Apple in April unveiled a new version of the 4K Apple TV, but on the surface, it’s hard to tell it apart from its predecessor because it looks the same as the 2017 model. There are, however, a few internal changes, but are those changes worth upgrading for? That’s what we’re aiming to find out in our Apple TV 4K hands-on video.
Compared to the original Apple TV 4K, there are no design changes to the second-generation Apple TV 4K with one peripheral exception — the Siri Remote. The Siri Remote has been overhauled with a new clickpad and updated buttons that make it more intuitive to use.
There’s a dedicated power button for the first time, along with a mute button, and the Siri button has been moved to the side. There’s no touchpad anymore, and the clickpad that replaces it is easier to use, making it simple to scrub through content with a swipe around the wheel. It’s also much thicker and heftier, and Apple believes this will make it harder to lose.
Without a doubt, the Siri Remote is a major upgrade that’s worth it, but you don’t need a whole new Apple TV just for the remote — Apple is selling it on a standalone basis for $60. That’s pricey, but if you’re fed up with the current remote and want something better, it’s worth considering.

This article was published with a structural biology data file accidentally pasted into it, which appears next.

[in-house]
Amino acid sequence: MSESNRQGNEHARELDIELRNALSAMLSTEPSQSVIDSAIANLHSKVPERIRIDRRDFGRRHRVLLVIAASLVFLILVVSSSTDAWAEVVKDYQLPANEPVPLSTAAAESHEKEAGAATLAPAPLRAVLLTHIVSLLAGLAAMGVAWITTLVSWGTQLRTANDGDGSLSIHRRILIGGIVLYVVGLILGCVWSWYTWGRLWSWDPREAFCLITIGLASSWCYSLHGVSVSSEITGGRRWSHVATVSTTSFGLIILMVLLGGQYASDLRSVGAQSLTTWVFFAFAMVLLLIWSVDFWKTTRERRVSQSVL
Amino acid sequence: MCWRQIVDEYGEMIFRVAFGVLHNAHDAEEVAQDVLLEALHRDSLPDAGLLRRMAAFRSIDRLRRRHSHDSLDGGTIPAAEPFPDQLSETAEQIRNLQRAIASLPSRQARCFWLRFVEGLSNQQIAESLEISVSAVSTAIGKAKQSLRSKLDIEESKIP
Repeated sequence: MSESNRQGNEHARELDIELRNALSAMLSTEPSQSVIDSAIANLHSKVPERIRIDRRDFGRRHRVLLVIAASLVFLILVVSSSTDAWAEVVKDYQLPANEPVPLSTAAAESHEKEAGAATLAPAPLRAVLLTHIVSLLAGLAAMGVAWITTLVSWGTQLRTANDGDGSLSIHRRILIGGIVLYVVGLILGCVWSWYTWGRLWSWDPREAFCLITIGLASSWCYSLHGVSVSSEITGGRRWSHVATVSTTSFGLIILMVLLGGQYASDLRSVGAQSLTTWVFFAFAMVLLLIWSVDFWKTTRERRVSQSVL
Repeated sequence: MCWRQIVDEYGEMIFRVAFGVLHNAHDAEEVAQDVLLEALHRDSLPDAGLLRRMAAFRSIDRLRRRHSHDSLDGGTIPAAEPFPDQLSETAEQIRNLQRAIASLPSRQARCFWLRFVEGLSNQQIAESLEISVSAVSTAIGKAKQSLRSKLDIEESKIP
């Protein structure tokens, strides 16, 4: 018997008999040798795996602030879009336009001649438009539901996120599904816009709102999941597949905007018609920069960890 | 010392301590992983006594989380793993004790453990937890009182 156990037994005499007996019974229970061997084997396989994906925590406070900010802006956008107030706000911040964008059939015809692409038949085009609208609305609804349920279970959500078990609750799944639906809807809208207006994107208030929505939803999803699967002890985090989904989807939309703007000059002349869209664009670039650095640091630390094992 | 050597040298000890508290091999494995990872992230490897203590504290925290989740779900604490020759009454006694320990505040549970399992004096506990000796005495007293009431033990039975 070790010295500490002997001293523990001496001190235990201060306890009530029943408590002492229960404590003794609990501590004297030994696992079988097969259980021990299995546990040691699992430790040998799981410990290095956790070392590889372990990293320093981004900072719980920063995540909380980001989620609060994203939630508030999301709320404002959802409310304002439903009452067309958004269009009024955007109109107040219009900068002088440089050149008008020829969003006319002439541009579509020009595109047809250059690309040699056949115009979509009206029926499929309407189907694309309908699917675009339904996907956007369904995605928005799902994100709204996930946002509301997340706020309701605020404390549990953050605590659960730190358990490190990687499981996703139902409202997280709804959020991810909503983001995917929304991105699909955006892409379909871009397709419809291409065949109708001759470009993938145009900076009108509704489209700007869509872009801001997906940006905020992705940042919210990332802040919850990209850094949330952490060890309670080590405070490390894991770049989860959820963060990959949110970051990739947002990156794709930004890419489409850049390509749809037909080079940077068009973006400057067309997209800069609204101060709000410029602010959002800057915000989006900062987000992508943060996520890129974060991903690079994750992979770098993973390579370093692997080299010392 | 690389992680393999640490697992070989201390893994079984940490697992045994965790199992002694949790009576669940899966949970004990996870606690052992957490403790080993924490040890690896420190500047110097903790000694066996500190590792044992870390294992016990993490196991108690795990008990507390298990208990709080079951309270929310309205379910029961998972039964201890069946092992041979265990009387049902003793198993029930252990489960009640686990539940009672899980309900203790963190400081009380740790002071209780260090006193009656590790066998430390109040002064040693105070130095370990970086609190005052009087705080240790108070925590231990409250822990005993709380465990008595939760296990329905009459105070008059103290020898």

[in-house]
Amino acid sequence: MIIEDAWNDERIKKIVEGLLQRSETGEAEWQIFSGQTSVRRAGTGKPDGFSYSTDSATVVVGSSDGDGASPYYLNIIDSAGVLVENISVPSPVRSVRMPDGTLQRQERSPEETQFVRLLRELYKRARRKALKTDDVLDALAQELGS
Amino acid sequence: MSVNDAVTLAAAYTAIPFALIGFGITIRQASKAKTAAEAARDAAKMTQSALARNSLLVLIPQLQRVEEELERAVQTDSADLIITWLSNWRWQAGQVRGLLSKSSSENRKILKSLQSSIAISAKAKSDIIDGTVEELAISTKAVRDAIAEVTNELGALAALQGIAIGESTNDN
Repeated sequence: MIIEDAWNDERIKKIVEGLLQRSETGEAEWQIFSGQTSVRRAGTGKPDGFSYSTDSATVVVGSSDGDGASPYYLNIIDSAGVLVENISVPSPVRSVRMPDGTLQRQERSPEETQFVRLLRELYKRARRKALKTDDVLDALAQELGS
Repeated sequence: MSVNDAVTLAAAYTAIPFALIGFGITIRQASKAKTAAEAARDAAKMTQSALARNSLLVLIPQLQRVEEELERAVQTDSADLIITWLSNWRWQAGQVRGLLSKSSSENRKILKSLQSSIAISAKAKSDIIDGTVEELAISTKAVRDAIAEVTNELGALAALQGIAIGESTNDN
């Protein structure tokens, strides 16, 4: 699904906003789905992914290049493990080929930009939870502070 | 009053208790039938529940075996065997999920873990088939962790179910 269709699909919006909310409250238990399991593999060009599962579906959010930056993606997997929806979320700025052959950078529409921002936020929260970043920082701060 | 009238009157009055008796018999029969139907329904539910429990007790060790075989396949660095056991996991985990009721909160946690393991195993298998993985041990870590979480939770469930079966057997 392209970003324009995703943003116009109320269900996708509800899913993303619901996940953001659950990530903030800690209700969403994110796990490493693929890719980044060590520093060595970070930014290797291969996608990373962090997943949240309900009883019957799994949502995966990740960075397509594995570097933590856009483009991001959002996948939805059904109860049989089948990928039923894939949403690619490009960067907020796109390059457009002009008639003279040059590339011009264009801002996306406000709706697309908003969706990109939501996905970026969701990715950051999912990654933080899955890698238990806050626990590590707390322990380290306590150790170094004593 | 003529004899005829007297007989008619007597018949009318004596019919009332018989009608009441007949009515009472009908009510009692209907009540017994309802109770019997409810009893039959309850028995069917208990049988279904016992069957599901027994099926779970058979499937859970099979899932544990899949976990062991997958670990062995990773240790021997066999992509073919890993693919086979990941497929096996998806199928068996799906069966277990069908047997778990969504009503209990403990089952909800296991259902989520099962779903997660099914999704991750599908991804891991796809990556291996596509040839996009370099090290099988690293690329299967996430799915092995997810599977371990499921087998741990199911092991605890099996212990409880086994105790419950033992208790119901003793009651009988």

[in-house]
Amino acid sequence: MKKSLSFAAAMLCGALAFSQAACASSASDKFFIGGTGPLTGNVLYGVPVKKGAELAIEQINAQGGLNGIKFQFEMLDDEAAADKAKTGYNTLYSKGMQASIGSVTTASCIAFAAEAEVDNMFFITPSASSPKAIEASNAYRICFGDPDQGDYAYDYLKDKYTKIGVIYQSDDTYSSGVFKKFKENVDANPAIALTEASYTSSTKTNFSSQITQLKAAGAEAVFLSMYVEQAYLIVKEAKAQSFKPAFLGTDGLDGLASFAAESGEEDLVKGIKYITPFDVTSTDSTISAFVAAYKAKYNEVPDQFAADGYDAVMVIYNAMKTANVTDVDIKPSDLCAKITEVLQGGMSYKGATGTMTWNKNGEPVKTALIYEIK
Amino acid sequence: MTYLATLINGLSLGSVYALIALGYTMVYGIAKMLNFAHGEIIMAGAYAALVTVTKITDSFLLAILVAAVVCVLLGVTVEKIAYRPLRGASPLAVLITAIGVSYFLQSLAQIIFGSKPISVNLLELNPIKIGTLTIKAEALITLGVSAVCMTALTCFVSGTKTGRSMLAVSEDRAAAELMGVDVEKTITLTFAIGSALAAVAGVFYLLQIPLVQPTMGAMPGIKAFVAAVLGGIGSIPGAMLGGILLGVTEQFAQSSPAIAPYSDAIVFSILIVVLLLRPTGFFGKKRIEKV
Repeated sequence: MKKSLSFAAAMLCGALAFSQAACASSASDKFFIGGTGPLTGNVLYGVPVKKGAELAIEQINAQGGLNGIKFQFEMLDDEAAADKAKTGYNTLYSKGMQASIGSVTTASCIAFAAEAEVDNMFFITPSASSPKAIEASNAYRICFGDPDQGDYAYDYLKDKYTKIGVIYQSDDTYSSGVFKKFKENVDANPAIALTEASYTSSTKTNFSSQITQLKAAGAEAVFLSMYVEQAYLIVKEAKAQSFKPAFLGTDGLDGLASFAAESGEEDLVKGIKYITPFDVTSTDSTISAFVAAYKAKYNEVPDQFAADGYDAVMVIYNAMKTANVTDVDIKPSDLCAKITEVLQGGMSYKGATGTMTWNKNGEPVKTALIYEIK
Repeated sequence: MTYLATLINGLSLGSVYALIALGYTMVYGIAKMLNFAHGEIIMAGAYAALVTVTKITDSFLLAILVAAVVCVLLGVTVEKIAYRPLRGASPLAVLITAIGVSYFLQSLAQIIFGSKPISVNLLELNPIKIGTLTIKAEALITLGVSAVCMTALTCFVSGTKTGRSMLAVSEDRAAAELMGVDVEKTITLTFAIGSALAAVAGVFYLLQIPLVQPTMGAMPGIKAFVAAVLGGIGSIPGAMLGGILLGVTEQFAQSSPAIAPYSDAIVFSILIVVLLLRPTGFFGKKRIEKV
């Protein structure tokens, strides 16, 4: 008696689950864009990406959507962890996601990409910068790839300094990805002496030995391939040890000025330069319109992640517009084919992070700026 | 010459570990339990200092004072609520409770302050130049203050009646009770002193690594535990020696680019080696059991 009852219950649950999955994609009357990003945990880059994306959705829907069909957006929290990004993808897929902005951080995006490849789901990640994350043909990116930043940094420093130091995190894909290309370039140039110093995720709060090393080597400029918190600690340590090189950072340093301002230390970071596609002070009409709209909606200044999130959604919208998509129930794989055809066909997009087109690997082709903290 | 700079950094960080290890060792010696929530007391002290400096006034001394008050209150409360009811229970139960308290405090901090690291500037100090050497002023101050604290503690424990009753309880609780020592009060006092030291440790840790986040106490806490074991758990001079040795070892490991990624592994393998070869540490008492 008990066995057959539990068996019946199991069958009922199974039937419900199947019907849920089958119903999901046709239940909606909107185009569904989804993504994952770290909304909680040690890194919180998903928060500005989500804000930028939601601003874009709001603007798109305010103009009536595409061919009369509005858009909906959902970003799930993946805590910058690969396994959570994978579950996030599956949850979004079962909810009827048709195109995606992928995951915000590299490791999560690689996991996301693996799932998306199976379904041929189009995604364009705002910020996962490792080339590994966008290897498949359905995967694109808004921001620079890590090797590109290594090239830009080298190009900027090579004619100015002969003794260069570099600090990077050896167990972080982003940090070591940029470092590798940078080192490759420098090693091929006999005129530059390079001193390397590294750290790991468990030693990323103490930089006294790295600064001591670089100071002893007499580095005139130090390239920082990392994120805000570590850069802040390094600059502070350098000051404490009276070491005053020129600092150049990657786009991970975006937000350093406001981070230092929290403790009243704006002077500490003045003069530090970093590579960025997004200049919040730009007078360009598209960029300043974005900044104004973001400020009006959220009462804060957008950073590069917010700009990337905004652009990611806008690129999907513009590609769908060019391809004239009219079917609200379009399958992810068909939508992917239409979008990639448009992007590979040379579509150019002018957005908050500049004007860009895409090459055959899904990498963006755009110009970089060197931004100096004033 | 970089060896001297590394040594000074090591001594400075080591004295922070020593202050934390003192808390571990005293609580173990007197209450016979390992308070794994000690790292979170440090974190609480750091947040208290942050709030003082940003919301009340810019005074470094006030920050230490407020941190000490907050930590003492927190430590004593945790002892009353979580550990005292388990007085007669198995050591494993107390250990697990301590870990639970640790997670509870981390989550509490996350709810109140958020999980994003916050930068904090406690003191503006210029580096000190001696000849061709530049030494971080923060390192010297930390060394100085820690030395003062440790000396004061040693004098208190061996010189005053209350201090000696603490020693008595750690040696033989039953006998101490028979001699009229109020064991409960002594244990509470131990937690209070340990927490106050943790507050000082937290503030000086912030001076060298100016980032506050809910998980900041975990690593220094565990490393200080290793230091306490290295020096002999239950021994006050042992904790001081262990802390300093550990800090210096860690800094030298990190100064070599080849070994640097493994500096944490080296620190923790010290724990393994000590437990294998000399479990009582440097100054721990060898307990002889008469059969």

As for the rest of the Apple TV, upgrades include support for high frame rate 4K HDR and Dolby Vision content, which is useful for sports and other fast-paced action. There’s not a lot of support right now, but you can check it out on YouTube or on videos recorded with the iPhone.
The Apple TV does have HDMI 2.1, but it doesn’t have 120Hz frame rate support, so it’s not a reason to upgrade. What is new, however, is eARC support, a feature that lets all TV audio be routed through HomePods. With eARC, audio from game consoles, cable boxes, and other peripherals can be routed through the HomePod when you have a compatible TV.
There’s an upgraded A12 Bionic chip in the second-generation Apple TV 4K, which is a good deal faster than the A10X Fusion chip that was in the prior model, but unless you’re playing a system-intensive game on the Apple TV, you’re probably not really going to notice the upgrade.
If you have a 2017 Apple TV 4K, there’s generally no reason to upgrade at this time unless one of the included features is particularly appealing to you. If you have an Apple TV HD or are considering an Apple TV purchase for the first time, the new 2021 model makes much more sense and is worth the $179 purchase price.